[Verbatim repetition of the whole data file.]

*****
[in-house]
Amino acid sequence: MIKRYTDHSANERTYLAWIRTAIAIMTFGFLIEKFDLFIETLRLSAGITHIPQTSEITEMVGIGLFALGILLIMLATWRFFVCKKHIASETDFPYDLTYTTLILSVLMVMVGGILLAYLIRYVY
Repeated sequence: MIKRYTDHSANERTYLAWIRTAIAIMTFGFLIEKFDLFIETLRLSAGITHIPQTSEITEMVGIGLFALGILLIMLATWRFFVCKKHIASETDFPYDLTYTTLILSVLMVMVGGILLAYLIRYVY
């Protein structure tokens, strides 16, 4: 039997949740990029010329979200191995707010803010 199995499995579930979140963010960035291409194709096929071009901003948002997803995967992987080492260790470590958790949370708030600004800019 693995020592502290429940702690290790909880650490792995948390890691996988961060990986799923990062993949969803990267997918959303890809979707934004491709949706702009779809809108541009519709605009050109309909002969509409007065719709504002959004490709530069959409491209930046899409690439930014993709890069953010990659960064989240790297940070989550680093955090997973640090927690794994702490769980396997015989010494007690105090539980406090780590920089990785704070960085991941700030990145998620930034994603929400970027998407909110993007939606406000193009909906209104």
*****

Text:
[in-house]
Amino acid sequence: MIKRYTDHSANERTYLAWIRTAIAIMTFGFLIEKFDLFIETLRLSAGITHIPQTSEITEMVGIGLFALGILLIMLATWRFFVCKKHIASETDFPYDLTYTTLILSVLMVMVGGILLAYLIRYVY
Repeated sequence: MIKRYTDHSANERTYLAWIRTAIAIMTFGFLIEKFDLFIETLRLSAGITHIPQTSEITEMVGIGLFALGILLIMLATWRFFVCKKHIASETDFPYDLTYTTLILSVLMVMVGGILLAYLIRYVY
């Protein structure tokens, strides 16, 4: 039997949740990029010329979200191995707010803010 199995499995579930979140963010960035291409194709096929071009901003948002997803995967992987080492260790470590958790949370708030600004800019 693995020592502290429940702690290790909880650490792995948390890691996988961060990986799923990062993949969803990267997918959303890809979707934004491709949706702009779809809108541009519709605009050109309909002969509409007065719709504002959004490709530069959409491209930046899409690439930014993709890069953010990659960064989240790297940070989550680093955090997973640090927690794994702490769980396997015989010494007690105090539980406090780590920089990785704070960085991941700030990145998620930034994603929400970027998407909110993007939606406000193009909906209104």